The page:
Brother Gerard Bradbury has been repatriated. We wish him fair winds on the back nine

Gerard and partner Kelly at a solidarity rally in Panama during inspectors' training in fall of 2015. The rally was held in support of Panama canal workers.

Gerard and partner Kelly at a solidarity rally in Panama during inspectors’ training in fall of 2015. The rally was held in support of Panama canal workers.

We’re wrapping up 2015 with mixed emotions.

Gerard Bradbury, our savvy and hard-working working inspector for the Atlantic region, sails off into his post-ITF life in January. We couldn’t be happier for Gerard and his partner, Kelly. They deserve some time to enjoy life. But we’ll miss him. From the first day of his career as an ITF inspector until his final day this week, Gerard has been a fighter. The FoC campaign is not for the faint of heart. It takes a certain determination to beat the overwhelming odds stacked against you in most of the cases we run in defence and support of seafarers – and Gerard has always been up for the battle.

Life for seafarers aboard a ship is not always equal. Often, it is the lower ranks who are cheated or who suffer the most. Gerard has always made a special effort to ensure that the ordinary seamen, wipers, trainees, cooks, stewards and cadets were not being ripped off on their pay — and especially on unpaid overtime. Peter Lahay, the ITF’s Canadian coordinator, has often joked that junior crew owe Gerard a special gratitude for his endless belligerence on their behalf. They wouldn’t know this about him, but we do.

So his departure is bittersweet.

On the sweet side of this bittersweet moment, we’re delighted that Karl Risser picked up the Atlantic baton a couple of months back and has been working with Gerard to get up his first gangways and become familiar with the job, the campaign and the ITF family. Karl is a longtime trade-union activist and leader on the east coast (more about that next year as we profile our Canadian inspectors) and we’re confident that seafarers will find him a great representative. Gerard had wanted to retire a year ago, but Peter talked him into staying while our Great Lakes/St. Lawrence inspector Vince Giannopoulos gained more experience. For that, for his work with Karl, we are extremely grateful to Gerard. He has played a massive role in the renewal of the ITF Canada team.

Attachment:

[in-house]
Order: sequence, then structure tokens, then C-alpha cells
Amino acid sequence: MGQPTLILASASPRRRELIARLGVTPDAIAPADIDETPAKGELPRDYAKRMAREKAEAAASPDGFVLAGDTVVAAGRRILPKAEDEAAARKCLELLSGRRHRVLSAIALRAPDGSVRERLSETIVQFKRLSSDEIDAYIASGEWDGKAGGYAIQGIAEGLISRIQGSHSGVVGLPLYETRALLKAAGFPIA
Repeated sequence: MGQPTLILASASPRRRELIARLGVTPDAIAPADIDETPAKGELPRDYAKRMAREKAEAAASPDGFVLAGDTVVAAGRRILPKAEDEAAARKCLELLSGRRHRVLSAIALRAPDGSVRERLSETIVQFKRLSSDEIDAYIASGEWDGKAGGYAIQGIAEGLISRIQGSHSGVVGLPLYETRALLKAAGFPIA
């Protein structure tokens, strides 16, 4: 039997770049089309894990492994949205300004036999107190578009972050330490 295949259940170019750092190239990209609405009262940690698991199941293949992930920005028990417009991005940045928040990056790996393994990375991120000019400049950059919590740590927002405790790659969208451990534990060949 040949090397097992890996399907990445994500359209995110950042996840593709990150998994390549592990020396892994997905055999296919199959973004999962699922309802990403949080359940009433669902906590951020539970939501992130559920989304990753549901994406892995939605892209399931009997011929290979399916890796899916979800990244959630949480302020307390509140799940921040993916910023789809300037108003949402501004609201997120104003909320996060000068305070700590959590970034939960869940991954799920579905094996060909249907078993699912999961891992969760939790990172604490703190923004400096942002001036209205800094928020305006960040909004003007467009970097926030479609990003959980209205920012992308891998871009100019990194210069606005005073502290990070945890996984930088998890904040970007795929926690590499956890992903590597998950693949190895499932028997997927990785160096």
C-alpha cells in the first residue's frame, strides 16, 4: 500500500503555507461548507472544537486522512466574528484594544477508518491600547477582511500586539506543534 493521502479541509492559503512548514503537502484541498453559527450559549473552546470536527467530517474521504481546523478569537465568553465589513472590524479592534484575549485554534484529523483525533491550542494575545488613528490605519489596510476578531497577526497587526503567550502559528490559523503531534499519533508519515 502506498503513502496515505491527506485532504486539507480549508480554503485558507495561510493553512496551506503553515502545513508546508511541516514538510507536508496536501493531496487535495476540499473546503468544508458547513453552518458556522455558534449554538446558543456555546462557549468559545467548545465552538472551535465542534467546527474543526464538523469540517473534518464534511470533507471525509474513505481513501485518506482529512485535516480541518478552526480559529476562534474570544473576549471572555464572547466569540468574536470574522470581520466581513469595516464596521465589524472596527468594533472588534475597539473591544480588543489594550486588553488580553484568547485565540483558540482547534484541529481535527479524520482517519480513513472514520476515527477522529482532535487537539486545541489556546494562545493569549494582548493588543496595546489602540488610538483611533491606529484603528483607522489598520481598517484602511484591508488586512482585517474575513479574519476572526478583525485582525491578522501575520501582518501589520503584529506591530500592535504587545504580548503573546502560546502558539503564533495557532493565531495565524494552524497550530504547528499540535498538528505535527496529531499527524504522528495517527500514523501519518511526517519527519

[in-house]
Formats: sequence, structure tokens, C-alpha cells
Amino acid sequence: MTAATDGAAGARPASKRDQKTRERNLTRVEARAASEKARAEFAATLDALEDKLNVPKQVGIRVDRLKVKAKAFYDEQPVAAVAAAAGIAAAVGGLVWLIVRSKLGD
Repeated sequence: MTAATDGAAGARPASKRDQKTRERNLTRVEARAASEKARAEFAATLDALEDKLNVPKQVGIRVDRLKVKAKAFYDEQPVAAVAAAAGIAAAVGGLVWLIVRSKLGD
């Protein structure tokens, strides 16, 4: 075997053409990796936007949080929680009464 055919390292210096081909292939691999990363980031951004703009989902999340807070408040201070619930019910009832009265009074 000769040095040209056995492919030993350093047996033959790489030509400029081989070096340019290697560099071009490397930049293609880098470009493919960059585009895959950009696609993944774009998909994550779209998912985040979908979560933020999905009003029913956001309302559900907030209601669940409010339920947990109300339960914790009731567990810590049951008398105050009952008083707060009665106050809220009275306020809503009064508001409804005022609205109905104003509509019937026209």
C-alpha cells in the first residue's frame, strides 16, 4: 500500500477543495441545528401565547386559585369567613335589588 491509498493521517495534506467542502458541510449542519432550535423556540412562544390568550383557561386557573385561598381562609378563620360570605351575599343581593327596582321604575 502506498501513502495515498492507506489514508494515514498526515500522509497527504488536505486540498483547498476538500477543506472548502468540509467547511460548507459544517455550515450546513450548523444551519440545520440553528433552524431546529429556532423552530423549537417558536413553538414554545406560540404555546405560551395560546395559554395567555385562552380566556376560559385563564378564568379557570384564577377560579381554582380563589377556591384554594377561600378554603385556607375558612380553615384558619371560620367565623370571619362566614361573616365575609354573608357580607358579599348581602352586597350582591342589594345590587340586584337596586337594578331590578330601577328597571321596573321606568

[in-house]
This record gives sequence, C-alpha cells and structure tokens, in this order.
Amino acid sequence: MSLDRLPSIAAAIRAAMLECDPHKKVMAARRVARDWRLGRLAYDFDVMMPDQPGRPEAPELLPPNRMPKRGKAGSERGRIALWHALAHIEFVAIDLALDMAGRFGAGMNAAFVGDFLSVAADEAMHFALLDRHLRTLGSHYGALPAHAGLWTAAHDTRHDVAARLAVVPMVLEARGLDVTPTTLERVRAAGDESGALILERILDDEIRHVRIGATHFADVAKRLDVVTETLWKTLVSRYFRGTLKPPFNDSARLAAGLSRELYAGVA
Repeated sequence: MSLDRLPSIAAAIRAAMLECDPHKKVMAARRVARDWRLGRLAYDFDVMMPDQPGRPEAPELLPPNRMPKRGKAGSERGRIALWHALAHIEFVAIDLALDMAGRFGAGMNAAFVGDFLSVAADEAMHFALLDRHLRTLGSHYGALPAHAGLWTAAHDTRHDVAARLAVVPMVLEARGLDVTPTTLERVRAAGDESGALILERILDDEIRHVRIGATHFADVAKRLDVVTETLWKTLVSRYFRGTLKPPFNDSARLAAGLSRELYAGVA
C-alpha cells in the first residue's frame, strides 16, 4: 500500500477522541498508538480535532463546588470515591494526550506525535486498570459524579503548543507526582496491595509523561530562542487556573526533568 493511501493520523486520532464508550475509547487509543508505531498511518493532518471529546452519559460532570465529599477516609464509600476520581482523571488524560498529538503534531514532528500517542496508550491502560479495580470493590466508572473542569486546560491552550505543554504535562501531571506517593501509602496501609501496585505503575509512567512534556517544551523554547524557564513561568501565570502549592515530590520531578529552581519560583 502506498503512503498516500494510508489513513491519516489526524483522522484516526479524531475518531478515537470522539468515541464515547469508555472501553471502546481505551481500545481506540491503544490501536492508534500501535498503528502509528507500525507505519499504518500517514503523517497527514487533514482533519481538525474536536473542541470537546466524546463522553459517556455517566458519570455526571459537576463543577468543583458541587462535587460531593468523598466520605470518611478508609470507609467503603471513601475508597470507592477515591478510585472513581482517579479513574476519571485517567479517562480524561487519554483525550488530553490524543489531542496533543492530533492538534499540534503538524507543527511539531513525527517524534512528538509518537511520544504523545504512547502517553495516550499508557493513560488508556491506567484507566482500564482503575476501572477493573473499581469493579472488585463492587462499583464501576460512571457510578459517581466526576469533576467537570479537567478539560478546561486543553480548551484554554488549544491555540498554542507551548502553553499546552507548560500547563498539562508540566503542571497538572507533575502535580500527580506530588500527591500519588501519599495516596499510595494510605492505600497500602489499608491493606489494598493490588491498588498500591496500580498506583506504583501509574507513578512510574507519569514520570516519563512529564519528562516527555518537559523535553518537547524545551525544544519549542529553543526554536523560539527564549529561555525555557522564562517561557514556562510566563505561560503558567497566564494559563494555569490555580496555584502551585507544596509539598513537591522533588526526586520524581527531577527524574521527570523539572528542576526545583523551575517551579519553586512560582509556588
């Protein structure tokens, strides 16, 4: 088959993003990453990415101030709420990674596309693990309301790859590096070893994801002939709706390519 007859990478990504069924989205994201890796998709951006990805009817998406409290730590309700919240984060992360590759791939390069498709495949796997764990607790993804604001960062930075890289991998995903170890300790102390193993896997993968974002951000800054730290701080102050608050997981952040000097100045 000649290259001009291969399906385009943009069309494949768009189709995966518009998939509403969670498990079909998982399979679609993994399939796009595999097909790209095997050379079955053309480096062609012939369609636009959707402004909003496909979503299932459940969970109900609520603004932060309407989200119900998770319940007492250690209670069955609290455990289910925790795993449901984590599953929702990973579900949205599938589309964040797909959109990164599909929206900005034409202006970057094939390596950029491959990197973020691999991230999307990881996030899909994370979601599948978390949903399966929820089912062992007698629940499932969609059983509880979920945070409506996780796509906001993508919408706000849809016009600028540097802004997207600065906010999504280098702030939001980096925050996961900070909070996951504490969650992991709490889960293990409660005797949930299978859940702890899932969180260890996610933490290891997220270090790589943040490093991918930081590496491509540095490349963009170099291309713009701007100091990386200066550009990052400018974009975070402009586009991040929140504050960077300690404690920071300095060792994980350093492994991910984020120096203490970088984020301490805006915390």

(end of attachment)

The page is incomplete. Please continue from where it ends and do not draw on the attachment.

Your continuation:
Gerard is a man of remarkably few words when it comes to talking about his own role in helping represent some of the world’s most marginalized and isolated workers. He is signing off with the same approach he used for 10 years: a quiet, self-effacing but laser-focused determination that the seafarers who help create and move the world’s wealth be treated with respect.

As Gerard was busy preparing to set sail this month, we did manage to pry a few memories free. We thought that all of you who have had the pleasure of working with him might enjoy them too:

Our inspectors come from varied backgrounds. How did you get into this job?

I came from Marine Atlantic, which runs the freight and passenger ferries between Nova Scotia and Newfoundland and Labrador. John Parsons was the previous inspector; he also came through Marine Atlantic and he had been telling me about the job for a couple of years previous, and had asked me if I’d be interested in it. And I had met Peter Lahay, the ITF’s Canadian coordinator, at a BC Ferry and Marine Workers Union convention in Nanaimo, B.C.; he explained a lot about the job as well. And then I got a call from the national financial secretary for the Canadian Auto Workers to ask if I would have an interest, so that’s how it came about that I ended up in the position.

What were you doing at Marine Atlantic?

I had gone from Canadian National, the rail line, to Marine Atlantic, doing whatever I could do to keep ahead of the layoffs. I worked in the office, and then other jobs, and then I worked aboard the ships because the transfers ran out. I was brakeman and a conductor on the trains for years. And then I transferred aboard ships about 1980. And I went into the catering department, then transferred into the engine room, then again back to the catering department — just wherever I could go to stay ahead of layoffs, really.

So in your work, had you had much to do with the deep-sea fleet, or with foreign seafarers?